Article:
BlackBerry Adds New Quantum-Resistant Solution to its Cybersecurity Arsenal
NEW YORK – October 4, 2018 – BlackBerry Limited (NYSE: BB; TSX: BB) announced today that it is adding a quantum-resistant code signing server to its array of cryptography tools. The new solution will allow software to be digitally signed using a scheme that will be hard to break with a quantum computer.
“Quantum computing will solve groundbreaking problems in healthcare, transportation, astrophysics, government, and many other fields; however, it also gives bad actors the potential to crack traditional public key cryptosystems and then attack the underlying data they protect,” said Charles Eagan, Chief Technology Officer, BlackBerry. “By adding the quantum-resistant code signing server to our cybersecurity tools, we will be able to address a major security concern for industries that rely on assets that will be in use for a long time. If your product, whether it’s a car or critical piece of infrastructure, needs to be functional 10-15 years from now, you need to be concerned about quantum computing attacks.”
Available in November 2018, BlackBerry’s new quantum-resistant code signing server uses cryptographic libraries from ISARA Corporation, the leader in agile quantum-safe security solutions. The combination of BlackBerry and ISARA’s technology can protect software of long-lived assets – such as systems in critical infrastructure, industrial controls, aerospace and military electronics, telecommunications, transportation infrastructure, and connected cars – against an increasingly risky future when quantum computers will be able to easily break traditional code signing schemes.
“Within the next eight to 10 years, experts estimate there will be a large-scale quantum computer capable of breaking today’s public key cryptography. The work we’re doing with BlackBerry will give industries with durable connected devices the tools needed to secure their systems now and into the future,” said Mike Brown, Chief Technology Officer and Co-founder at ISARA.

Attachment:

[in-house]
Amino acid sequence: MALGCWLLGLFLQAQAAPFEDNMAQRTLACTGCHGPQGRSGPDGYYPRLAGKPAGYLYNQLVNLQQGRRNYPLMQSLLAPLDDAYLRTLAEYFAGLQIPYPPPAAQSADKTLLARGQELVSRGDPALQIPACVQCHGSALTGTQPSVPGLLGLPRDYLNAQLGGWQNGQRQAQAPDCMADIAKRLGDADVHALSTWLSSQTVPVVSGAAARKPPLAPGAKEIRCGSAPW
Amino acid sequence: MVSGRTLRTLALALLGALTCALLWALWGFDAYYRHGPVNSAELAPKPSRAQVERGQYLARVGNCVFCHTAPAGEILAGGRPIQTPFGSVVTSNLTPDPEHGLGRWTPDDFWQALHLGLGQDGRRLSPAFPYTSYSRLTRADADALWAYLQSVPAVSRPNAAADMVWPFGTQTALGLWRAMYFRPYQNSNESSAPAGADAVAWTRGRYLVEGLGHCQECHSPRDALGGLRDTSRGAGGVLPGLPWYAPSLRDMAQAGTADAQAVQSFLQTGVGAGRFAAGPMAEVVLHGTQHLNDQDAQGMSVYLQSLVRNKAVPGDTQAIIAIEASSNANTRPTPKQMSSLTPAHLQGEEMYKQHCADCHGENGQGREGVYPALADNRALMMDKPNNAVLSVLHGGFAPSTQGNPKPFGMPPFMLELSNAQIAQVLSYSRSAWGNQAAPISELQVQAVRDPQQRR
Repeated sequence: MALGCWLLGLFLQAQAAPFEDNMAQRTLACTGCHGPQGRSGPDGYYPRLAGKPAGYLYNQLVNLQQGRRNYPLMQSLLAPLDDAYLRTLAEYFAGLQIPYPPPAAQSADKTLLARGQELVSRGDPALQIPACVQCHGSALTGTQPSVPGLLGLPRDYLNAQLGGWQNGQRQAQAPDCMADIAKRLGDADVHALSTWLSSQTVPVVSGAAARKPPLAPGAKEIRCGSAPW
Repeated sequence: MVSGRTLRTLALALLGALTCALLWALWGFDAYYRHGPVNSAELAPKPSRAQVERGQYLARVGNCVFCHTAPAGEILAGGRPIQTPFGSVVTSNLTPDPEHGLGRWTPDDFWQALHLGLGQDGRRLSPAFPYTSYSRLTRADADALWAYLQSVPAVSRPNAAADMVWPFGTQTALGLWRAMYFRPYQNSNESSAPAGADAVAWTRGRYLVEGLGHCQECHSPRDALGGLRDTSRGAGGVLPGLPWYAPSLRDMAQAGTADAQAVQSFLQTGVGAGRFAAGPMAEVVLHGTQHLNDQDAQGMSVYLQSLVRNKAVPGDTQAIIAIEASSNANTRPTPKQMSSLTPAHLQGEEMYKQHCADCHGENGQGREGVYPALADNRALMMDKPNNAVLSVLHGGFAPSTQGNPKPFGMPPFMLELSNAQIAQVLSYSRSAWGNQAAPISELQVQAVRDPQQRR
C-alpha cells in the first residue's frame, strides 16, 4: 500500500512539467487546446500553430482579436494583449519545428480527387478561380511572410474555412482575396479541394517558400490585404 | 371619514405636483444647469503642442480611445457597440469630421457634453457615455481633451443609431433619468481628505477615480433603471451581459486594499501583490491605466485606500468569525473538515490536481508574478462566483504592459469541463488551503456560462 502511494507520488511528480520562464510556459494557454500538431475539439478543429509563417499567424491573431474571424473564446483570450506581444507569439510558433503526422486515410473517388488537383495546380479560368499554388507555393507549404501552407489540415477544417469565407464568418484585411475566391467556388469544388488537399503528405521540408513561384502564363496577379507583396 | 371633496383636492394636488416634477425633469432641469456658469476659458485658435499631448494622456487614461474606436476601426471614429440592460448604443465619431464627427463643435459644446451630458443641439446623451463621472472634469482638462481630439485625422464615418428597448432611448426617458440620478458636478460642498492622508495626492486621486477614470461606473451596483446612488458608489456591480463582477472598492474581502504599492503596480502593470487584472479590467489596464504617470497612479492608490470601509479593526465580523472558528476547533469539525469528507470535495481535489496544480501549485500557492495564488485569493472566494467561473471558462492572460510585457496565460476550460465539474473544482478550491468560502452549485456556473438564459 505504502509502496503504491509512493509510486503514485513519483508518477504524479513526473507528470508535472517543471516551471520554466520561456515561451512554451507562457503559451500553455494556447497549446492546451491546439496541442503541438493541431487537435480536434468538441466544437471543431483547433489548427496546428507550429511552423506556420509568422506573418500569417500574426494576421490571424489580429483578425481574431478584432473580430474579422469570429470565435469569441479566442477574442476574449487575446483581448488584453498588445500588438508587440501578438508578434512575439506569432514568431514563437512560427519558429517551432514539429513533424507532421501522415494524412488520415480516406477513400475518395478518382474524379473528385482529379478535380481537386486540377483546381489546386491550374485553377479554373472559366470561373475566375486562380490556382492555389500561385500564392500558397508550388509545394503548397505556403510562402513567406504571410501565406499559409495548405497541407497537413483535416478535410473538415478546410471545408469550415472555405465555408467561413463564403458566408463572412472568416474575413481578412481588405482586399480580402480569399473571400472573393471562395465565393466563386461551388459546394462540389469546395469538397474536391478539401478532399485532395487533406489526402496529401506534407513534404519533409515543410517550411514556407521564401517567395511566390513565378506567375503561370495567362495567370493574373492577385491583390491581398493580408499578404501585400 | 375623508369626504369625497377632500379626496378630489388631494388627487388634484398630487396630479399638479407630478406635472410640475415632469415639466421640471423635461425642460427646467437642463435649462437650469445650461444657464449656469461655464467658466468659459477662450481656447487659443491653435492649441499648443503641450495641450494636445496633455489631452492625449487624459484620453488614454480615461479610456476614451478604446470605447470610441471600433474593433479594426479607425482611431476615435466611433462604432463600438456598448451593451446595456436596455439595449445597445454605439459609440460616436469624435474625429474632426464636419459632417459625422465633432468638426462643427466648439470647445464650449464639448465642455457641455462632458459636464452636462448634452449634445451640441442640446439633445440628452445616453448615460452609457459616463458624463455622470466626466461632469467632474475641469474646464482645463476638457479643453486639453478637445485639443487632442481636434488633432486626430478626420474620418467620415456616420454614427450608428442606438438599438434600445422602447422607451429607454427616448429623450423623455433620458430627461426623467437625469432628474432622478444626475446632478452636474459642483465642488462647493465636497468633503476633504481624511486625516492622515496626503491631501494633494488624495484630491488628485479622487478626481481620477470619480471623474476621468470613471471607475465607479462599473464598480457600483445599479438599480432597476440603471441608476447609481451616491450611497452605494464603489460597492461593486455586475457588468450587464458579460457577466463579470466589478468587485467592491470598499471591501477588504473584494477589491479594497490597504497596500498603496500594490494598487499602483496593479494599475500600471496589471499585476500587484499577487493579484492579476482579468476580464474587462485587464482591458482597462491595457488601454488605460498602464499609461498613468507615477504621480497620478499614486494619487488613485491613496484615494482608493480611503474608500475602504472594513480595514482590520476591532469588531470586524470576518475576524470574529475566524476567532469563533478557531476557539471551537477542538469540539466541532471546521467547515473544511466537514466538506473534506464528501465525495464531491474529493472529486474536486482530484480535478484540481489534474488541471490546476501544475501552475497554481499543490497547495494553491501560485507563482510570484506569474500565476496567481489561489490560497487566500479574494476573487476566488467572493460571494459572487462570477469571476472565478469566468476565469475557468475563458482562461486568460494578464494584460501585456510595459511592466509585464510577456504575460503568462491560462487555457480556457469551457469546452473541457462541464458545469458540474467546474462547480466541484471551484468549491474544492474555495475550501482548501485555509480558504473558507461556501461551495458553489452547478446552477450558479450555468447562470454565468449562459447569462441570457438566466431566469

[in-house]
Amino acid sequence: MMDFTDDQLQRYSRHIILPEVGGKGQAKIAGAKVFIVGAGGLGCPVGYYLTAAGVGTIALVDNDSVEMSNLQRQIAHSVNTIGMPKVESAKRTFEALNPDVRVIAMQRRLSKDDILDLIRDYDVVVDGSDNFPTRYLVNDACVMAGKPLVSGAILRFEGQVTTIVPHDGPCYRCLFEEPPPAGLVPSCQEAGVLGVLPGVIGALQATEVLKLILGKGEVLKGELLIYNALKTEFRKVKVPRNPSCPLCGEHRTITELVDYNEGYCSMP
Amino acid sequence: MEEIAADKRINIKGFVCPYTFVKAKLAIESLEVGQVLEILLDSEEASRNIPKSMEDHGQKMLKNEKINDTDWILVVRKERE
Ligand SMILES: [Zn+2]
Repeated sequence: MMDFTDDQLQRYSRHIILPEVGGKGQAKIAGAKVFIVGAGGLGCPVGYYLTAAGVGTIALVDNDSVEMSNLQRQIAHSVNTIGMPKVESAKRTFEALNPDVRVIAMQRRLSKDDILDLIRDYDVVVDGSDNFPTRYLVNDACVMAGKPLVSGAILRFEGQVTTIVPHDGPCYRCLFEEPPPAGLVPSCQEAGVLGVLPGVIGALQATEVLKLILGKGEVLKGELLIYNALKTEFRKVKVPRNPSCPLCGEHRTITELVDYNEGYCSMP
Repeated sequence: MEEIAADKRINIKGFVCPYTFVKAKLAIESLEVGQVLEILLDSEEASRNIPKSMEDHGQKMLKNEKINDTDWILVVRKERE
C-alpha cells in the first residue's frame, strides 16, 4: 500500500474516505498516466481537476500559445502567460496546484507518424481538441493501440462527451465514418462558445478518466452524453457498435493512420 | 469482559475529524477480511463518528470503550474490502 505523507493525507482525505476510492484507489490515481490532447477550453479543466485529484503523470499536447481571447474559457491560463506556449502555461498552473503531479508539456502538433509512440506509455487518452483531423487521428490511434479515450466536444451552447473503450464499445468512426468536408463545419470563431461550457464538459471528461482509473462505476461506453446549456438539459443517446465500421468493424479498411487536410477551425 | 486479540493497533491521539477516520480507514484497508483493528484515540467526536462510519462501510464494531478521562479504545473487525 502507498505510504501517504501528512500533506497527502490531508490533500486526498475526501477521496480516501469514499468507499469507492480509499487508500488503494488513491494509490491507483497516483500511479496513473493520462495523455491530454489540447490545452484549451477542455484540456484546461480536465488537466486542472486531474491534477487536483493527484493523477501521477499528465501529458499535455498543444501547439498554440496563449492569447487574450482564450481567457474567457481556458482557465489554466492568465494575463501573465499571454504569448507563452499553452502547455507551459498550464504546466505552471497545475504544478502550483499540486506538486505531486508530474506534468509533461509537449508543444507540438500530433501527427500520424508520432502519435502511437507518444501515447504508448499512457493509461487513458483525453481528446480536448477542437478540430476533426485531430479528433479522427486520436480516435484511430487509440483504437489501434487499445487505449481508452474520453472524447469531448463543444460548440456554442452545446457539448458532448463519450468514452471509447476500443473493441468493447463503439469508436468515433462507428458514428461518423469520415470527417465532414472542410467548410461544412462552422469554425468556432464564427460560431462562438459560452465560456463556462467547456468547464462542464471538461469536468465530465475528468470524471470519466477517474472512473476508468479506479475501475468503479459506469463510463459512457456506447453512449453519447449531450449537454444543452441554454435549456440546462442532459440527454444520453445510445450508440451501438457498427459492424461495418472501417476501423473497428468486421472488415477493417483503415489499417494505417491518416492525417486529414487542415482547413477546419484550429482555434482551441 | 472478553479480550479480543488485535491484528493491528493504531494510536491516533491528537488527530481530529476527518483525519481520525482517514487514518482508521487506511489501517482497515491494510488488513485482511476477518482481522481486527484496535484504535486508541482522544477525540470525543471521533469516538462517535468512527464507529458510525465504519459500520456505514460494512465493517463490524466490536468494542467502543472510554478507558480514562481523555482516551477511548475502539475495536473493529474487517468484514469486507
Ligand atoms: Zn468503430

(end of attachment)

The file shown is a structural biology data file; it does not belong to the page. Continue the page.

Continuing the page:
Quantum computers operate differently from today’s classical computers. By harnessing the properties of quantum mechanics, a large-scale quantum computer will be able to solve problems that even today’s supercomputers cannot– such as widely used factor-based encryption that protects everything from banking records and state secrets to connected devices and autonomous vehicles. Migrating to quantum-resistant systems will be a multi-year effort because of the ubiquity of public key cryptography; taking the first steps today is crucial for governments, enterprises and device vendors responsible for mission-critical infrastructure and safety-critical systems.
As a leader in applied cryptography and key management, BlackBerry Certicom provides managed PKI, key management and provisioning technology that helps customers protect the integrity of their silicon chips and devices from the point of manufacturing and throughout the device life cycle. Used to prevent product counterfeiting, re-manufacturing, and rogue network access, BlackBerry’s secure key provisioning and identity management solutions are a proven way to protect next-generation connected cars, critical infrastructure, and IoT deployments.
To learn more about BlackBerry’s new quantum-resistant solution and why Certicom technology is widely deployed in smartphone chips, smart meters, car telematics, and crypto toolkits, please visit www.certicom.com.
BlackBerry is an enterprise software and services company focused on securing and managing IoT endpoints. The company does this with BlackBerry® Secure™, an end-to-end Enterprise of Things platform, comprised of its enterprise communication and collaboration software and safety-certified embedded solutions. Based in Waterloo, Ontario, the company was founded in 1984 and operates in North America, Europe, Asia, Australia, Middle East, Latin America and Africa. The Company trades under the ticker symbol “BB” on the Toronto Stock Exchange and New York Stock Exchange. For more information, visit www.BlackBerry.com.
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